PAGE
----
Here are the 4 growth strategies: market penetration, market development, product development, diversification.
The Ansoff Matrix – Market penetration
Market penetration is an effort to increase company sales without departing from an original
The company seeks to improve business performance either by increasing the volume of sales to its present customers or by finding new customers for present products.
This growth strategy presents the least risk to a company because it focuses on existing products in existing markets.
The Ansoff Matrix – Market development
Market development is a strategy in which the company attempts to adapt its present product line (generally with some modification in the product characteristics) to new missions.
The market development growth strategy is somewhat less risky since it refers to existing products in new markets.
The Ansoff Matrix – Product development
A product development strategy, on the other hand, retains the present mission and develops
products that have new and different characteristics. These products will improve the performance of the mission.
This growth strategy is not as risky as diversification because it is easier to develop new products in a market the company already has.
The Ansoff Matrix – Diversification
Diversification is the fourth growth strategy and the riskiest. It calls for a simultaneous departure from the present product line and the present market structure.
Developing new products in new markets requires extensive research conducted by the company: market research, customer research, buying behaviour analysis, external influences on the market, business environment analysis etc.
A healthy company can take any of the above growth strategy paths to survive and thrive.
Or it can choose to pursue three of them simultaneously: market penetration, market development and product development.
Diversification is the most difficult growth strategy a company can implement.
While the other three require the same technical, financial and operational resources used for the original product line, diversification requires a distinct break with past business practices.
New skills, new technologies, new resources are needed in order to diversify. Diversification basically means starting a new business which entails organizational changes and other unforeseen challenges that management needs to address.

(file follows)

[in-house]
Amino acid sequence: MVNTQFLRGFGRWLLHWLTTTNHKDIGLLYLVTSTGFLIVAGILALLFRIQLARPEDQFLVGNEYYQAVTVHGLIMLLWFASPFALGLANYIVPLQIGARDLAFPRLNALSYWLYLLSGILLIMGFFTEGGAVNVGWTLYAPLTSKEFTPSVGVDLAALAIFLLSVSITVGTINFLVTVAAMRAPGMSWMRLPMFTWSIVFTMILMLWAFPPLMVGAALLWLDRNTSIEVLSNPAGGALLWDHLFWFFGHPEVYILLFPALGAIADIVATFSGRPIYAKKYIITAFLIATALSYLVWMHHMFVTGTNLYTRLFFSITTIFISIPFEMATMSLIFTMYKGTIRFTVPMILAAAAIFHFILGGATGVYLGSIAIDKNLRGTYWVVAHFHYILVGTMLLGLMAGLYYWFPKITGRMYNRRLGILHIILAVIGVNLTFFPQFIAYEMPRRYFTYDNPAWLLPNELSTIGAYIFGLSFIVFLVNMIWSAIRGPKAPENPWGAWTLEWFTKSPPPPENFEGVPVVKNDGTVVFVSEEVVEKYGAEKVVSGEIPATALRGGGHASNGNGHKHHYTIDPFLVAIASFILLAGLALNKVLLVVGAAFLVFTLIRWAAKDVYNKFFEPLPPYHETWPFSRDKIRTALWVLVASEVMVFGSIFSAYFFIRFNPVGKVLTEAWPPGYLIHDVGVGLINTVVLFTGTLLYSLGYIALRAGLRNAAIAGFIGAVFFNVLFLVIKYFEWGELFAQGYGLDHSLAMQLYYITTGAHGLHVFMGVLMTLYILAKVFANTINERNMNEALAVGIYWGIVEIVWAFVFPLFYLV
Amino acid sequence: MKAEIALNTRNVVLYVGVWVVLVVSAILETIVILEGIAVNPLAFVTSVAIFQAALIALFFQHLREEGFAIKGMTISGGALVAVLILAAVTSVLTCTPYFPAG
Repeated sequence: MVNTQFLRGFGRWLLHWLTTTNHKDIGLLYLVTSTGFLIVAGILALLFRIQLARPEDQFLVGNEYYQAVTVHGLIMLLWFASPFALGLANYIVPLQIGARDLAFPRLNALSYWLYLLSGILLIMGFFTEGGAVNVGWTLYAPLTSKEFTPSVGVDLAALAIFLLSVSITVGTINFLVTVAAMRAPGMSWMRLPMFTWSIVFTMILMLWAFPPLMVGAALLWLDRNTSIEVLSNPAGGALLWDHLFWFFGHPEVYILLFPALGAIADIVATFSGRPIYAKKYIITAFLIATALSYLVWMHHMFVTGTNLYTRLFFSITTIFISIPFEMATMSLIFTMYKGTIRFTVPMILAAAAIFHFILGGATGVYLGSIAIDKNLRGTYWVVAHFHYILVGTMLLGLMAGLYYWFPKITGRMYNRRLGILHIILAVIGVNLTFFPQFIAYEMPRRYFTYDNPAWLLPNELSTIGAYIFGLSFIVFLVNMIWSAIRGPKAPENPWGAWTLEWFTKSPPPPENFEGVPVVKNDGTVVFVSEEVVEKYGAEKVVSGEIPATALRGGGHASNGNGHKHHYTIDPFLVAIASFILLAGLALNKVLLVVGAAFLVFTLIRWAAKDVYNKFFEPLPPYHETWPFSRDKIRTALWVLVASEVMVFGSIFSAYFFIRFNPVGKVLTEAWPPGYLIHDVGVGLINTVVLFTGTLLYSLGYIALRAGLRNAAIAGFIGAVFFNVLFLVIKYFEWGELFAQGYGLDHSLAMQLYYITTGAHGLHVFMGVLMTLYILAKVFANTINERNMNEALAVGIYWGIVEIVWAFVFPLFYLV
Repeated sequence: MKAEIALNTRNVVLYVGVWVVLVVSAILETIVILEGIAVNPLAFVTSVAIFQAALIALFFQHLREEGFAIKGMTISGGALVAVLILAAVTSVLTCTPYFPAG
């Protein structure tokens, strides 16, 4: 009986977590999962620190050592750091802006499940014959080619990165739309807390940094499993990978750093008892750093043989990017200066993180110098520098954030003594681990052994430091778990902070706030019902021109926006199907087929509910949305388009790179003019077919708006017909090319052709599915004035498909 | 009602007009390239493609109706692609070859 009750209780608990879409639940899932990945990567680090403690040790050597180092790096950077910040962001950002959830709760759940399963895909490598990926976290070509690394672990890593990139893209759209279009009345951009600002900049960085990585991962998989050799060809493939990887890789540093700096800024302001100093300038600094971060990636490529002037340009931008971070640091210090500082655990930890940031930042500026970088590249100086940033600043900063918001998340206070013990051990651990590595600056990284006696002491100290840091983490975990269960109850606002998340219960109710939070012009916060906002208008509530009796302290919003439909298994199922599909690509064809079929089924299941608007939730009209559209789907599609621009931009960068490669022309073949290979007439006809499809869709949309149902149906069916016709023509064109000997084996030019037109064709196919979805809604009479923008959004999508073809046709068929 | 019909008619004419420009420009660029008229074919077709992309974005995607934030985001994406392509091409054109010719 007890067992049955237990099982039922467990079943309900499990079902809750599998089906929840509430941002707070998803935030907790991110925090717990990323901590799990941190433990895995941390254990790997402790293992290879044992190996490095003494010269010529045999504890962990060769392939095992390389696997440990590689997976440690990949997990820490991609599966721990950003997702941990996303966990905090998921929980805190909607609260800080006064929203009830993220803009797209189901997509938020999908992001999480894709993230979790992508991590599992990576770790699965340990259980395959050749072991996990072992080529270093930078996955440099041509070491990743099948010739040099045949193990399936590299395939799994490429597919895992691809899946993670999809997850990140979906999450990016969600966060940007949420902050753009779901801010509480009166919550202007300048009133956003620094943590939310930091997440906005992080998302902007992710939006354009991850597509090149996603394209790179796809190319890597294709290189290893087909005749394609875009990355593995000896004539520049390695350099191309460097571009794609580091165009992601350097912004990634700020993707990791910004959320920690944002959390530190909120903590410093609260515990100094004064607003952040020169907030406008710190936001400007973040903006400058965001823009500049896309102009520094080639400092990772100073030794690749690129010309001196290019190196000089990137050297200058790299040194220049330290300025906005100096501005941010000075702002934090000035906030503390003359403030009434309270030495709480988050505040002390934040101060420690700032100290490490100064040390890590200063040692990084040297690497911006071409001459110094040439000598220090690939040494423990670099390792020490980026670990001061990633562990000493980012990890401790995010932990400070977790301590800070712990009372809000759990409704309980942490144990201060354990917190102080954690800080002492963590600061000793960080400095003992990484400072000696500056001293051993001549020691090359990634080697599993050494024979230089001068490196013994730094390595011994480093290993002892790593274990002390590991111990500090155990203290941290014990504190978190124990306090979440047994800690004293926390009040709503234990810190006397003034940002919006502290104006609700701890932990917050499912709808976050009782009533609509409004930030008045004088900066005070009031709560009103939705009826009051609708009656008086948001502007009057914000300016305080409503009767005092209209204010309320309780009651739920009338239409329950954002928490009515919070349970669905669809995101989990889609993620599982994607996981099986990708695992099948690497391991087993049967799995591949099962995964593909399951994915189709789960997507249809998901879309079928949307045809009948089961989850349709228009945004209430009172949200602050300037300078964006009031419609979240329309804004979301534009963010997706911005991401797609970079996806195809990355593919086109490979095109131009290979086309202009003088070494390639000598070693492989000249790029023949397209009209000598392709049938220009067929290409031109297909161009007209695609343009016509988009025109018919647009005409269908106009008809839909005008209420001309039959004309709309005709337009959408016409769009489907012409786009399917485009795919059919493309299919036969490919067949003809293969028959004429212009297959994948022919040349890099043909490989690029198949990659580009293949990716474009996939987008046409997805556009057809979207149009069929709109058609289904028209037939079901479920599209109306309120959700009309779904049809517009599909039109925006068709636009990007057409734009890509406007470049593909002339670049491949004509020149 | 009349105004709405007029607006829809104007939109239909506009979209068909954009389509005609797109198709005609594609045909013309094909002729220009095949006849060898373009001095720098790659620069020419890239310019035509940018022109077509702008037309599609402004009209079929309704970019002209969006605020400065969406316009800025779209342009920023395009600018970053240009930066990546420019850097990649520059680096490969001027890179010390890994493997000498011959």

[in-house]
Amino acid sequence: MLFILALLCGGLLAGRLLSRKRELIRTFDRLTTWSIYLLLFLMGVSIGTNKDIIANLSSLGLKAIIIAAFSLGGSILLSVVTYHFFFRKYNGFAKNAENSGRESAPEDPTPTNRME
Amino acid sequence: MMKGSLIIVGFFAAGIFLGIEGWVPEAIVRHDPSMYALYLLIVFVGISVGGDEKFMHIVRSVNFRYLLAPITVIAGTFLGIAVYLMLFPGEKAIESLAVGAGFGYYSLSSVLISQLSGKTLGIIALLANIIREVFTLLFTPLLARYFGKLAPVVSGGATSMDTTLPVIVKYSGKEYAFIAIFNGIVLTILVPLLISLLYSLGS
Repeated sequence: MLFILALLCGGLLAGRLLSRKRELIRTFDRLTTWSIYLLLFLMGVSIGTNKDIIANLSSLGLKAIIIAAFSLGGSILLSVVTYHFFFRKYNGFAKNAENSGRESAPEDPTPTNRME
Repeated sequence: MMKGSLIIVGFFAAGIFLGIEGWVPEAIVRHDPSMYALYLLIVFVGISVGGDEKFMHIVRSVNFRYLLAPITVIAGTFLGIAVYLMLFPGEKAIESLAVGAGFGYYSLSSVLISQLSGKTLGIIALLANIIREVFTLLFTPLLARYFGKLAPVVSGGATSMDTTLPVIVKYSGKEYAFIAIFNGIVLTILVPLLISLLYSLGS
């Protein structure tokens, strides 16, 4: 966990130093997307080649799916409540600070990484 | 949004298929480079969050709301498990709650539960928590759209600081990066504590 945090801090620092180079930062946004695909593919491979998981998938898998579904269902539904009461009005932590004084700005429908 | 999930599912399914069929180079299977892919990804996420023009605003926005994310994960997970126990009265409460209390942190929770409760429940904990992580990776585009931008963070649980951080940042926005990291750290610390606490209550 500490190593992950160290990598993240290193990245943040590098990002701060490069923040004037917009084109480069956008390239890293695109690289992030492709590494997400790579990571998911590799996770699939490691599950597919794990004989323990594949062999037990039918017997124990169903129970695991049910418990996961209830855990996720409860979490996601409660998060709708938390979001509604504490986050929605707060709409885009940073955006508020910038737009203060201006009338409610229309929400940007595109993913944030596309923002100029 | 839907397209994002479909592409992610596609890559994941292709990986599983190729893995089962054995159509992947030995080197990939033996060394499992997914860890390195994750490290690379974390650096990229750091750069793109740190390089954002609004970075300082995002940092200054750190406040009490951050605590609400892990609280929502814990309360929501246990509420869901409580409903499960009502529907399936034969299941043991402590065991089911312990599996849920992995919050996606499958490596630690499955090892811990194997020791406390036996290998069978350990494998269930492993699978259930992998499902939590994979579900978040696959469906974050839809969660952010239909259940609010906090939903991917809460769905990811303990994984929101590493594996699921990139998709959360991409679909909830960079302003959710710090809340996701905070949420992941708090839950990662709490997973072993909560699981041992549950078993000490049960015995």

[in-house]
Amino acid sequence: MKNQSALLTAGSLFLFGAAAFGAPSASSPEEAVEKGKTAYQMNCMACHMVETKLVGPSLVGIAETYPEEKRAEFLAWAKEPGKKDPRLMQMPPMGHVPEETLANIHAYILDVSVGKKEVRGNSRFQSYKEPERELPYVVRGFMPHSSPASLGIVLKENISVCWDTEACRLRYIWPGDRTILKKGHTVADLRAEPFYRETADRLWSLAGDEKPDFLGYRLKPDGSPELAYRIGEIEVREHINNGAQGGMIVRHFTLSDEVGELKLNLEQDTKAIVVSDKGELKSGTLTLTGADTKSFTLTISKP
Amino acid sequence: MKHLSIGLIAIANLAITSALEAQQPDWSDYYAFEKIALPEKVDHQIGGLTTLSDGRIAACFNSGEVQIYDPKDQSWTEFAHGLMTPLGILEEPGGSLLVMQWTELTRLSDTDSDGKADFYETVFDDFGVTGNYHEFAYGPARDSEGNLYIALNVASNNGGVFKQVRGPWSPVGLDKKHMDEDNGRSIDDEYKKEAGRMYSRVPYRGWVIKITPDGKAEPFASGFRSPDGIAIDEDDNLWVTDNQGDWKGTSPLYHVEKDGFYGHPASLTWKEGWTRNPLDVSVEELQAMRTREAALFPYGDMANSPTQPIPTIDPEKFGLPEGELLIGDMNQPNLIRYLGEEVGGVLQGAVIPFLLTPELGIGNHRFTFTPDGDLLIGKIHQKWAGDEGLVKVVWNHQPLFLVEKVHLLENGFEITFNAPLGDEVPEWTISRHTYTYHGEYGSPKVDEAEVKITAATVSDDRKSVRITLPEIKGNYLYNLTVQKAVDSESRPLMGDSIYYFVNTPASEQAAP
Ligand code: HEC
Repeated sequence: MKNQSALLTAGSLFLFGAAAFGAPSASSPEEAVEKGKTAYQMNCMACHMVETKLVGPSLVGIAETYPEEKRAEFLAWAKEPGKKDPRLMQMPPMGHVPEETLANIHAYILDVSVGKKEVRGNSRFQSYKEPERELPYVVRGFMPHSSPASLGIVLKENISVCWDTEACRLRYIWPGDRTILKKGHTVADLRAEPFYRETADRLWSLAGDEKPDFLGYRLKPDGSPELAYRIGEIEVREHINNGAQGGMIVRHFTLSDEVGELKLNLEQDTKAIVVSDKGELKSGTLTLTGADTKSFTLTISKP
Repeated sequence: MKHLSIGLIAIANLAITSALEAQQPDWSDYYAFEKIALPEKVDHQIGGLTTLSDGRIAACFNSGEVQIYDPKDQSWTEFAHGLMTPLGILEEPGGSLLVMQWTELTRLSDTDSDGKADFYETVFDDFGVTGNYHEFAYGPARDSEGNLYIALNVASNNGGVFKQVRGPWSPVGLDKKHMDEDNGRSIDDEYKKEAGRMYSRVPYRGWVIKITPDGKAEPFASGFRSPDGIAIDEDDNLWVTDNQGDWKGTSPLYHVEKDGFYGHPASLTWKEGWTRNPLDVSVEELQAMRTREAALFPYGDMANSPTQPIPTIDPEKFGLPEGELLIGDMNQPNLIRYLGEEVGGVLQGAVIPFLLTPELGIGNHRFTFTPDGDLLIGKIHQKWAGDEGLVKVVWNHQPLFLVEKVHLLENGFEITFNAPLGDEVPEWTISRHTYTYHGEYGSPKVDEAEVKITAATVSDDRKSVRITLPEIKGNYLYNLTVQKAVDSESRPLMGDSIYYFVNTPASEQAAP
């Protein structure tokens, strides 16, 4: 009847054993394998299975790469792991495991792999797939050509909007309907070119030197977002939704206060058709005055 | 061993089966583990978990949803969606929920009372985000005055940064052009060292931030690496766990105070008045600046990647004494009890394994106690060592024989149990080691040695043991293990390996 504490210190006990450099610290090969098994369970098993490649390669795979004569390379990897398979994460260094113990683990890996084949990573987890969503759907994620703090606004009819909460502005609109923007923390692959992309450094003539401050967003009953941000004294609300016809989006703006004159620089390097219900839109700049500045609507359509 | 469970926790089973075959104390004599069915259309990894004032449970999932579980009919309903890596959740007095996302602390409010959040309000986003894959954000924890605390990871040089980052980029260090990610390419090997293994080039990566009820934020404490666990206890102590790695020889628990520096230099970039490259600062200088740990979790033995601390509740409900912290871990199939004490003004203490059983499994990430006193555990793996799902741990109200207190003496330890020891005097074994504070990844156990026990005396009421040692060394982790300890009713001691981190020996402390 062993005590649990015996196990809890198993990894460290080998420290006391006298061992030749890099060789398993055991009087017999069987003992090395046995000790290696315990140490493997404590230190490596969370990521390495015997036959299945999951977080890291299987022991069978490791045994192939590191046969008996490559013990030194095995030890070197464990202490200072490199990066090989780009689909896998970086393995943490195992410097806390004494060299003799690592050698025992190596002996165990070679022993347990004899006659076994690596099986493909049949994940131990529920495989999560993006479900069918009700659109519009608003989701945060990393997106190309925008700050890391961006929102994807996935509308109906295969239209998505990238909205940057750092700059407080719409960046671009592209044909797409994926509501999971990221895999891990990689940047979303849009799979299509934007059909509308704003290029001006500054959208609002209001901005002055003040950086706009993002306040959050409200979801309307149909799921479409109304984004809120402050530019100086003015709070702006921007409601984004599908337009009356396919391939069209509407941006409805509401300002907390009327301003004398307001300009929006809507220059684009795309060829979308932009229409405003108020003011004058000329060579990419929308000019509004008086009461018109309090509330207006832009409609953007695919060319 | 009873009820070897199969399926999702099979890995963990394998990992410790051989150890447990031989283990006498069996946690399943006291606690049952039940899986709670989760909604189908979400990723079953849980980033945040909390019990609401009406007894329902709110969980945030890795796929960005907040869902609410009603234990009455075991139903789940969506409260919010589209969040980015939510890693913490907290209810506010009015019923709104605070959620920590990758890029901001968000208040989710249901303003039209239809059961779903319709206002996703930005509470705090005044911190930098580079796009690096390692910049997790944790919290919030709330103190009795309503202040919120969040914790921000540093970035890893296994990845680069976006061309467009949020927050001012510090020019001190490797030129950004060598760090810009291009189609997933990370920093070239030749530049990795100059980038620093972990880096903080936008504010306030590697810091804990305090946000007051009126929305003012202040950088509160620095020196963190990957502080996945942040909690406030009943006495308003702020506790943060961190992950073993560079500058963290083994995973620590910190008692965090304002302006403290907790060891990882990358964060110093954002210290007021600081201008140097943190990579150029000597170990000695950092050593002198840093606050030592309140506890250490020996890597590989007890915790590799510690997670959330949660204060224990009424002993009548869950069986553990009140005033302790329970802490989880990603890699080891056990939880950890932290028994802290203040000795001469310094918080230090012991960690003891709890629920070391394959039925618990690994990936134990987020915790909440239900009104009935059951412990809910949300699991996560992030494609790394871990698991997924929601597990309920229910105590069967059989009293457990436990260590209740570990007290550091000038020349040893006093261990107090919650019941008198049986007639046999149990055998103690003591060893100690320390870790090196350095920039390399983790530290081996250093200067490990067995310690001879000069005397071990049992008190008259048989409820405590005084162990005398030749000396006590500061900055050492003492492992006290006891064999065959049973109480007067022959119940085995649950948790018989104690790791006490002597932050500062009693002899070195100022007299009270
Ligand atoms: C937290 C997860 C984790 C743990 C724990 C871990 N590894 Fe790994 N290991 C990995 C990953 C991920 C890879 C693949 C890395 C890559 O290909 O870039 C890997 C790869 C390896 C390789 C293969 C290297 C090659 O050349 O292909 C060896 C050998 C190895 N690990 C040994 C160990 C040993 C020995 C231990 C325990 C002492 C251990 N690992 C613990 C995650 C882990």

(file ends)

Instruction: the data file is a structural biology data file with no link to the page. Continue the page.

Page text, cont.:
Two types of diversification
There are two types of diversification: related diversification and unrelated diversification.
In related diversification, the company develops a new line of products but remains in the same industry.
Toyota Company is a car manufacturer and a humanoid robots developer. The company has the knowledge and the resources in place (automated assembly lines) to develop both lines of products.
In unrelated diversification, the company develops products that are outside its original industry.
A good example is Tesla, the leading electric car manufacturer, which moved into spirits with the launch of Tesla Tequila, an exclusive, premium beverage.
Who created the Ansoff Matrix?
The tool was developed by Igor Ansoff known as the father of Strategic management.
Igor Ansoff was an applied mathematician and business manager who worked at Lockheed Aircraft Corporation where he became Vice President of Planning and Director of Diversification.
Following his tenure at Lockheed, Igor went into academia and was a Professor of Management at Owen Graduate School of Management.
In 1983 he joined the U.S. International University (USIU, now Alliant International University) where he created the school’s strategic management program.
He has consulted with hundreds of multinational corporations including, Philips, General Electric, and IBM.
To honour his body of work, the prestigious Igor Ansoff Award was established in 1981 in the Netherlands. The award is given for research and management in the study of Strategic Planning and Management.
Igor first described the matrix in Strategies for diversification, an article published in 1957 in the Harvard Business Review. The strategic planning tool was subsequently published by Igor in his book Corporate Strategy: An Analytic Approach to Business Policy for Growth and Expansion (1965).
Why is the Ansoff Matrix useful?
The Ansoff Matrix is a highly useful strategic tool that allows executives, business developers and managers to make the right decision for the company growth-wise.
Here are the benefits of using the Ansoff Matrix:
- It helps executives analyse the risk involved while moving in a particular direction;
- It provides managers with a clear map of possible strategies for growth;
- This tool provides different options that managers can go with according to two variables: products and market;
- It helps marketers determine marketing strategies, planning activities and opportunity costs.
Sources: Strategies of Diversification (1957), AnsoffMatrix.com
Join the Conversation
We’d love to hear what you have to say.